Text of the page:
What could it be? Slow down, you’re moving too fast. Be here now. Your work here isn’t done. There’s someone to watch over me. Miracles happen every day. Life provides plenty of warning signs – pay attention! Speak now, or forever hold your peace. Live every moment as if it’s your last.

Maybe it’s all of them, or something else that comes from realizing my days are numbered and I’m blessed with a second chance  – I still have some serious reflecting to do! I‘m always grateful to be reminded of the present, fragile moment though. I had gone to sleep the night before tossing and turning about a message I’d received and responded to somewhat abruptly. That, and not patting the dog before I left the house could have become eternal regrets. I hope I’ll pay more attention to these hesitations and omissions going forward, remembering that forgiveness is a powerful ingredient for resting in peace. On the other hand, I did kiss my mother goodbye, as well as my other family members (as much as they tolerate being kissed). I had rewritten and sent another message originally composed in haste to a dear colleague about something that ultimately felt like an appreciative pause in the conversation. I had put the trash out. I had completed all my urgent promises.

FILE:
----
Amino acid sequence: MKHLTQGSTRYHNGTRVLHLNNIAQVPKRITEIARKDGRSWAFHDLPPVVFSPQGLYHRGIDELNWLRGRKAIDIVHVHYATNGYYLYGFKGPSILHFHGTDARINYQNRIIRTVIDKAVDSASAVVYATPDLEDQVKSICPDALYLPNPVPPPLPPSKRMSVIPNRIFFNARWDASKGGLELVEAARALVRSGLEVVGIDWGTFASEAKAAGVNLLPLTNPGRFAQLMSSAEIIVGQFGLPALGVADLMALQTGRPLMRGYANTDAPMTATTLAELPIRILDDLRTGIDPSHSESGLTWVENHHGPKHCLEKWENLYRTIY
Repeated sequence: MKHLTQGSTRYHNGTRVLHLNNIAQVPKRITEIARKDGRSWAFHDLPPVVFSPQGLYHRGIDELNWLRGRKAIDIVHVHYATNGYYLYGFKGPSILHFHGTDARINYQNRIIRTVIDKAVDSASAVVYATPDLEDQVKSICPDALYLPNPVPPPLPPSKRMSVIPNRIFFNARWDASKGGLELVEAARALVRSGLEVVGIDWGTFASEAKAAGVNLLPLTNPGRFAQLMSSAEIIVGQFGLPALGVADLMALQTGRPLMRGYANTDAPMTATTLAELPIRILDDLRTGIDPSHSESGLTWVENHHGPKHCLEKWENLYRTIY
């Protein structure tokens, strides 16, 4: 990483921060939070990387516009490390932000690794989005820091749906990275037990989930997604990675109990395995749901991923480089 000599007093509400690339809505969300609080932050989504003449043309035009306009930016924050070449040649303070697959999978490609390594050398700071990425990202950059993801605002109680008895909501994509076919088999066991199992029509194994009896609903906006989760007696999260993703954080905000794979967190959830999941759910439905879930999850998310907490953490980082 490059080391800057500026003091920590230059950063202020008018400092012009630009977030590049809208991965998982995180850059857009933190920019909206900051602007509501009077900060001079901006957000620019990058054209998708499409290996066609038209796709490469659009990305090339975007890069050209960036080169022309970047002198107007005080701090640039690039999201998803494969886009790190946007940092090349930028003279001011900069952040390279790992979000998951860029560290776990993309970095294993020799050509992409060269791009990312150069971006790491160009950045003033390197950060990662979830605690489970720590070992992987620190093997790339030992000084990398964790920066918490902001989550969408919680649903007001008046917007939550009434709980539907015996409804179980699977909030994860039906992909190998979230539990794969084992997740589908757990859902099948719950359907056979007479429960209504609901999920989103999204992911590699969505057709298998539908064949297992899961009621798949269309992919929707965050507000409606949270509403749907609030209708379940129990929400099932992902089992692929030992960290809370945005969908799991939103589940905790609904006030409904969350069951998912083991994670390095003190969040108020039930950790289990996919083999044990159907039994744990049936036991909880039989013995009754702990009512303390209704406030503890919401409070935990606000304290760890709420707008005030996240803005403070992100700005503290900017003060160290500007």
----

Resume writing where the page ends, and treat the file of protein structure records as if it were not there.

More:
Years ago, I participated in a week-long retreat and was assigned a spiritual director. I don’t remember the particular questions that were on my mind at the time, but I hoped for some clarity and insight during a week of silence. At our last meeting, as he wished me well, he added that “I hope God speaks to you.” I’m quite sure I laughed out loud in response, because I found it very amusing to imagine that the universal divine was somehow the underperforming partner in this relationship! I know I responded that I was quite confident that my only concern was recognizing and then acting on the abundance of messages generously provided by life everyday. It still is.

And at 50-something, I can’t see or hear with quite the same clarity that youth afforded – although I’m often loathe to accept it. I feel fortunate to have so many wonderful companions on life’s journey, of which you are undoubtedly one – known or unknown. Perhaps part of our service to each other is asking about these signs and where they are pointing us. For now, I am clear that my contract has been renewed and there’s something important to learn, experience and do – with miles to go before I sleep.

This entry was posted in Uncategorized. Bookmark the permalink.